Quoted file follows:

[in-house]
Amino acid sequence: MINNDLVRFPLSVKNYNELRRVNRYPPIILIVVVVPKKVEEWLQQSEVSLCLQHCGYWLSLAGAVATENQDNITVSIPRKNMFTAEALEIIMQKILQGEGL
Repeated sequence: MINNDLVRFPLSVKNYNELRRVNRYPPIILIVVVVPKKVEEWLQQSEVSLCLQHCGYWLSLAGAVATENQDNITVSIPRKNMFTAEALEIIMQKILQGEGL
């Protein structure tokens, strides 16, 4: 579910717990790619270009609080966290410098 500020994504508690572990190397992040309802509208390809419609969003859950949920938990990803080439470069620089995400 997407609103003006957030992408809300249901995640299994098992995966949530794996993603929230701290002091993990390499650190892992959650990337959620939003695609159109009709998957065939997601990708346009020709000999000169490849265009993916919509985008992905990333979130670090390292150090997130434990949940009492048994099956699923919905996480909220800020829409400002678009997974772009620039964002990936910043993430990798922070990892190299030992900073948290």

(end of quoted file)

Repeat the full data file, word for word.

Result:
[in-house]
Amino acid sequence: MINNDLVRFPLSVKNYNELRRVNRYPPIILIVVVVPKKVEEWLQQSEVSLCLQHCGYWLSLAGAVATENQDNITVSIPRKNMFTAEALEIIMQKILQGEGL
Repeated sequence: MINNDLVRFPLSVKNYNELRRVNRYPPIILIVVVVPKKVEEWLQQSEVSLCLQHCGYWLSLAGAVATENQDNITVSIPRKNMFTAEALEIIMQKILQGEGL
């Protein structure tokens, strides 16, 4: 579910717990790619270009609080966290410098 500020994504508690572990190397992040309802509208390809419609969003859950949920938990990803080439470069620089995400 997407609103003006957030992408809300249901995640299994098992995966949530794996993603929230701290002091993990390499650190892992959650990337959620939003695609159109009709998957065939997601990708346009020709000999000169490849265009993916919509985008992905990333979130670090390292150090997130434990949940009492048994099956699923919905996480909220800020829409400002678009997974772009620039964002990936910043993430990798922070990892190299030992900073948290």